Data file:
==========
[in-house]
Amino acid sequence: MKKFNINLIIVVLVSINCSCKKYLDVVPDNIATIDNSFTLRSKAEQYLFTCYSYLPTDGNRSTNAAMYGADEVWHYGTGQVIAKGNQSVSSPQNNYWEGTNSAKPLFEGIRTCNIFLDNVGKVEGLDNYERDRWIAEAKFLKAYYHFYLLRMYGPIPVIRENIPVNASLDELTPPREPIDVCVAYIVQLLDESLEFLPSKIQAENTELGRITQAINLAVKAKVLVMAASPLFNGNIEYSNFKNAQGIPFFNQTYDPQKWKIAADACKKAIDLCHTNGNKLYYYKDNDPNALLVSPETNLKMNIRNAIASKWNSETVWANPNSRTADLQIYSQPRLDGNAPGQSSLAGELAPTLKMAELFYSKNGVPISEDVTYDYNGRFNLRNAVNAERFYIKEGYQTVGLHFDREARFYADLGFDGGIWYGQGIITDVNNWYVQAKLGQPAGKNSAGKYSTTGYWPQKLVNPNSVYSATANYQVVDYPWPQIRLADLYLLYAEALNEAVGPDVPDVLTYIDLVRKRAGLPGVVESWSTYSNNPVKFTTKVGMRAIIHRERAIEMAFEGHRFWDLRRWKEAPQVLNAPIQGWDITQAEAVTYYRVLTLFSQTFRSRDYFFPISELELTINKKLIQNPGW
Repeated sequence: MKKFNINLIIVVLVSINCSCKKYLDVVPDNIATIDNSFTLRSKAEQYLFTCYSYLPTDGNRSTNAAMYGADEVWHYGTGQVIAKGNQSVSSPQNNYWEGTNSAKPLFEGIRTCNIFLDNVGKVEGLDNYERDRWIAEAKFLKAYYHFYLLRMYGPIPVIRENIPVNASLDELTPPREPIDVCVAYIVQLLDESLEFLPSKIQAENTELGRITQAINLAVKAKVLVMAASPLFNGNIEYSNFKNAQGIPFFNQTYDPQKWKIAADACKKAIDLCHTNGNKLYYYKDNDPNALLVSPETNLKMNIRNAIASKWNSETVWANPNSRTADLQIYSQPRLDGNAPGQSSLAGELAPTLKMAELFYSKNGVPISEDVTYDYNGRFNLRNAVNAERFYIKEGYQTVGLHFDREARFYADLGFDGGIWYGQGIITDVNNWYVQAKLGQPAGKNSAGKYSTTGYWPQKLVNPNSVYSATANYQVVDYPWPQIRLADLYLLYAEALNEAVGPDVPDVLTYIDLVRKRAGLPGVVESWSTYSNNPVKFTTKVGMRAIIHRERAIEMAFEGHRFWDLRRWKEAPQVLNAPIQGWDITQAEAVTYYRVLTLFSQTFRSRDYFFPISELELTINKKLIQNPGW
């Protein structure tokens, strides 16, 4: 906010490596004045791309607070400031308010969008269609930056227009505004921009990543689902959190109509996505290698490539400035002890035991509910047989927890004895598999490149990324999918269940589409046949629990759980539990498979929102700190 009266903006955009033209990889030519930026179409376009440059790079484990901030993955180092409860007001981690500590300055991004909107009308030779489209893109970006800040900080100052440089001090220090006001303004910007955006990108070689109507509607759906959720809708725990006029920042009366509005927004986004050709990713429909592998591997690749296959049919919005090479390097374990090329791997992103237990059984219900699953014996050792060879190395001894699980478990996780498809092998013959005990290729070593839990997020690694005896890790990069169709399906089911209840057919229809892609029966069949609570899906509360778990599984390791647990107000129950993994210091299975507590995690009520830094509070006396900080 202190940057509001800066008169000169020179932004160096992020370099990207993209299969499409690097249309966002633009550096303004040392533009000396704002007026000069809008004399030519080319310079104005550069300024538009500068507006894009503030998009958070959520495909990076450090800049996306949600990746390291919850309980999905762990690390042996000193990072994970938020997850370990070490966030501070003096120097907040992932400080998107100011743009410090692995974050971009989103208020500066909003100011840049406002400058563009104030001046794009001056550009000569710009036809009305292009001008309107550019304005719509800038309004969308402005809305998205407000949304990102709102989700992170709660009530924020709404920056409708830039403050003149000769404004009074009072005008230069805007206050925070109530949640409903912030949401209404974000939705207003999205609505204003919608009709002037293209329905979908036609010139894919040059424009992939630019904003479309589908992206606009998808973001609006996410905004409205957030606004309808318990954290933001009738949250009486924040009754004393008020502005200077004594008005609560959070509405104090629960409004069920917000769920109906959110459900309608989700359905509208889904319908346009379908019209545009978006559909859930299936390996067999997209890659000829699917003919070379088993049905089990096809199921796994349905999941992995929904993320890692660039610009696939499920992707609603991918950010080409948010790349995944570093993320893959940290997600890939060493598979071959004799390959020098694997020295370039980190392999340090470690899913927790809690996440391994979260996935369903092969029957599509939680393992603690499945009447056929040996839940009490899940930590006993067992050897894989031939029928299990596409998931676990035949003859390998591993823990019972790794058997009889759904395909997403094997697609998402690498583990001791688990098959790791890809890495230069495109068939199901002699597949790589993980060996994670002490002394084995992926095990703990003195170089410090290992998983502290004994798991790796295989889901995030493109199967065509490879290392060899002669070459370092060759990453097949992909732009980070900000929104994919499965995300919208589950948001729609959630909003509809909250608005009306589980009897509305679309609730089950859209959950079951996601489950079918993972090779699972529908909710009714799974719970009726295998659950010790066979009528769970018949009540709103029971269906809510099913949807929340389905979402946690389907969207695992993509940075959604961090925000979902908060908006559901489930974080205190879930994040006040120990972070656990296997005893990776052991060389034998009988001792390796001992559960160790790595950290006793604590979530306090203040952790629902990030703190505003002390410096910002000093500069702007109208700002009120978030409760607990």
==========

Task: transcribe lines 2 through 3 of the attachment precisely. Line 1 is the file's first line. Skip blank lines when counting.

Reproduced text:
Amino acid sequence: MKKFNINLIIVVLVSINCSCKKYLDVVPDNIATIDNSFTLRSKAEQYLFTCYSYLPTDGNRSTNAAMYGADEVWHYGTGQVIAKGNQSVSSPQNNYWEGTNSAKPLFEGIRTCNIFLDNVGKVEGLDNYERDRWIAEAKFLKAYYHFYLLRMYGPIPVIRENIPVNASLDELTPPREPIDVCVAYIVQLLDESLEFLPSKIQAENTELGRITQAINLAVKAKVLVMAASPLFNGNIEYSNFKNAQGIPFFNQTYDPQKWKIAADACKKAIDLCHTNGNKLYYYKDNDPNALLVSPETNLKMNIRNAIASKWNSETVWANPNSRTADLQIYSQPRLDGNAPGQSSLAGELAPTLKMAELFYSKNGVPISEDVTYDYNGRFNLRNAVNAERFYIKEGYQTVGLHFDREARFYADLGFDGGIWYGQGIITDVNNWYVQAKLGQPAGKNSAGKYSTTGYWPQKLVNPNSVYSATANYQVVDYPWPQIRLADLYLLYAEALNEAVGPDVPDVLTYIDLVRKRAGLPGVVESWSTYSNNPVKFTTKVGMRAIIHRERAIEMAFEGHRFWDLRRWKEAPQVLNAPIQGWDITQAEAVTYYRVLTLFSQTFRSRDYFFPISELELTINKKLIQNPGW
Repeated sequence: MKKFNINLIIVVLVSINCSCKKYLDVVPDNIATIDNSFTLRSKAEQYLFTCYSYLPTDGNRSTNAAMYGADEVWHYGTGQVIAKGNQSVSSPQNNYWEGTNSAKPLFEGIRTCNIFLDNVGKVEGLDNYERDRWIAEAKFLKAYYHFYLLRMYGPIPVIRENIPVNASLDELTPPREPIDVCVAYIVQLLDESLEFLPSKIQAENTELGRITQAINLAVKAKVLVMAASPLFNGNIEYSNFKNAQGIPFFNQTYDPQKWKIAADACKKAIDLCHTNGNKLYYYKDNDPNALLVSPETNLKMNIRNAIASKWNSETVWANPNSRTADLQIYSQPRLDGNAPGQSSLAGELAPTLKMAELFYSKNGVPISEDVTYDYNGRFNLRNAVNAERFYIKEGYQTVGLHFDREARFYADLGFDGGIWYGQGIITDVNNWYVQAKLGQPAGKNSAGKYSTTGYWPQKLVNPNSVYSATANYQVVDYPWPQIRLADLYLLYAEALNEAVGPDVPDVLTYIDLVRKRAGLPGVVESWSTYSNNPVKFTTKVGMRAIIHRERAIEMAFEGHRFWDLRRWKEAPQVLNAPIQGWDITQAEAVTYYRVLTLFSQTFRSRDYFFPISELELTINKKLIQNPGW